Pasta and Wine Pairings
Lazio’s famous hollow pasta is the perfect palette for rich, creamy burrata cheese. Complement the dish’s buttery flavor with a “shy Italian” like Dolcetto, a light-bodied Sauvignon Blanc from Friuli, or an intensely aromatic white such as a Traminer Aromatico.
The tannin in a Sangiovese strikes a perfect balance with the richness of the creamy Carbonara. Or go with the peppery-pear notes of a northern Italian classic like Fruilano to complement the whole eggy, bacon-studded dish.
Slightly bitter greens like broccoli rabe require flavorful, robust reds. Southern Italian wines like a Susumaniello or a Negroamaro-Cabernet Sauvignon blend balance the flavor well, or go with a classic from Tuscany, such as a medium-bodied Chianti Classico with firm tannins.
This springtime veggie is notoriously hard to pair with wine, unless you’re serving it with a rich, creamy sauce. If you’d prefer to let the asparagus shine, then opt for a lemon-bright white like Frascati Superiore, or a subtly fruity Friulano.
Made with just Pecorino Romano and freshly cracked black pepper, this classic pasta dish is simplicity itself. Celebrate its Roman heritage with a crisp white like Frascati, or savor the contrast a bright, berry red such as Sangiovese or Chianti can bring to a intensely peppery preparation.
Casarecce, Italian for “home made,” is the perfect pasta for chunky sauces like short rib ragu—and robust Italian reds are the perfect wines. Any Sangiovese will do nicely, or try a medium-bodied Barbera or Chianti Classico. For braising the ribs, go for a dry red, like an Italian Cabernet Sauvignon.
Roasting brings out the smoky, earthy flavors of veggies like eggplant and zucchini. They’re best complemented with lemon-bright or neutral-scented whites (like Frascati Superiore) or—if you’re serving with a tomato-based sauce—with a fruity reds like Nero d’Avola or Brunello di Montalcino.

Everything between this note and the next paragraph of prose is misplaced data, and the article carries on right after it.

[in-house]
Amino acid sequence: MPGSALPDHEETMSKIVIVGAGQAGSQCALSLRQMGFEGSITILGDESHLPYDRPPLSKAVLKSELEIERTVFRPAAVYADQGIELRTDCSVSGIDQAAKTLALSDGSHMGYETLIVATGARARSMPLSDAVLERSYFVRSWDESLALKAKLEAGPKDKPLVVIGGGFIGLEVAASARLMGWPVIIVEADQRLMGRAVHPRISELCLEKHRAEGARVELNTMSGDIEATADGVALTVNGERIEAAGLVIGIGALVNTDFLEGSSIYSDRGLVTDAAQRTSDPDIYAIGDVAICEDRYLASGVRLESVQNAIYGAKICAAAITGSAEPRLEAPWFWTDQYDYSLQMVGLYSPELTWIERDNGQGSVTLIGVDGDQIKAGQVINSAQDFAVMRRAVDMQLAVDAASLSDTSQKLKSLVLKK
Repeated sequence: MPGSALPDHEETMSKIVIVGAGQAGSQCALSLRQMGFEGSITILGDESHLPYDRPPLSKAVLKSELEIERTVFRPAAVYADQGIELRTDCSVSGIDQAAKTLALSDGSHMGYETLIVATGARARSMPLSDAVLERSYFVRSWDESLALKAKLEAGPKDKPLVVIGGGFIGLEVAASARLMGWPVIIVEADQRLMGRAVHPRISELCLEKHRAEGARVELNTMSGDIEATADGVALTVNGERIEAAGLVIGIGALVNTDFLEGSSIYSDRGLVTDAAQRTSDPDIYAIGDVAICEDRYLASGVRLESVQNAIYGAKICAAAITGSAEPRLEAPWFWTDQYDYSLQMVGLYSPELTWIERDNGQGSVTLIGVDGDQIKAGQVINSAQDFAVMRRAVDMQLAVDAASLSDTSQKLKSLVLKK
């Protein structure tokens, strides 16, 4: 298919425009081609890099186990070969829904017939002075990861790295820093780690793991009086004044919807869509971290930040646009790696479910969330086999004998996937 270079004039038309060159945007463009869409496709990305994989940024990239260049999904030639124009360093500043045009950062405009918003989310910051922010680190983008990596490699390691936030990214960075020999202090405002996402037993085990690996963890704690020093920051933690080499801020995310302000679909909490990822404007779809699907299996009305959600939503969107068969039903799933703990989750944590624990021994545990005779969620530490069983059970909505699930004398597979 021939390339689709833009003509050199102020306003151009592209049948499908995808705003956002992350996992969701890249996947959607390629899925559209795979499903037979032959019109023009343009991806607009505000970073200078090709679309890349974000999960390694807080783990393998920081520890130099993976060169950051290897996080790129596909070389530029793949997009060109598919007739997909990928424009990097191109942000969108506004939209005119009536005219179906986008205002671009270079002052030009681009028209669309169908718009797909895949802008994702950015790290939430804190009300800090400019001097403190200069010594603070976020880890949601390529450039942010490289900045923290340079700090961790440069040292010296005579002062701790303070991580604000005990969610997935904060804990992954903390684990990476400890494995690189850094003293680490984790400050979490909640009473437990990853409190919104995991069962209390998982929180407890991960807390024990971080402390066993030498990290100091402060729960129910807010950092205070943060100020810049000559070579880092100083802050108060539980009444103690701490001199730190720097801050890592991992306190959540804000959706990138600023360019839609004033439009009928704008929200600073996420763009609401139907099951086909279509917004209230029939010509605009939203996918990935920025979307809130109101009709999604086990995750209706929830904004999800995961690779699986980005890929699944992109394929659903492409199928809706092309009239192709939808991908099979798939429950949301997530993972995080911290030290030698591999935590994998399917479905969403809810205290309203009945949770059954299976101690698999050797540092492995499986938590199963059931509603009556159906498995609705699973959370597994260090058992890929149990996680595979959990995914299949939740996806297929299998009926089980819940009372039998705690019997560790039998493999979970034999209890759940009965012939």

Match the intensity of flavor in sun-dried tomatoes with an equally intense wine, like Malvazia Bianca. If the sun-dried tomatoes are part of a vegetable mélange, go with a Chianti. Its own dried-fruit notes will complement rather than go head-to-head with the strong flavor.
Bucatini tossed pancetta and fresh cheese pair perfectly with a northern Italian classic like Friulano; the peppery and pear notes of the wine contrast beautifully with any dry-cured, aged ham. If you’re going with pancetta in a creamier sauce, the tannin in a red like Sangiovese will balance the richness.
Roasted chickpeas, like chickpeas that have been deep-fried, pair well with wines with crisp, slightly fruity flavors, like a rosé. Or bring out the chickpea’s smoky flavor with something dry and oaky, like a Sangiovese.
Fruity Italian reds like Chianti or Montepulciano bring out the herbaceous flavor of fresh green pesto. Or try a Sangiovese to complement the hint of licorice in basil; this earthy wine is delicious with Parmigiano-Reggiano cheese, so be sure to have that on hand for serving.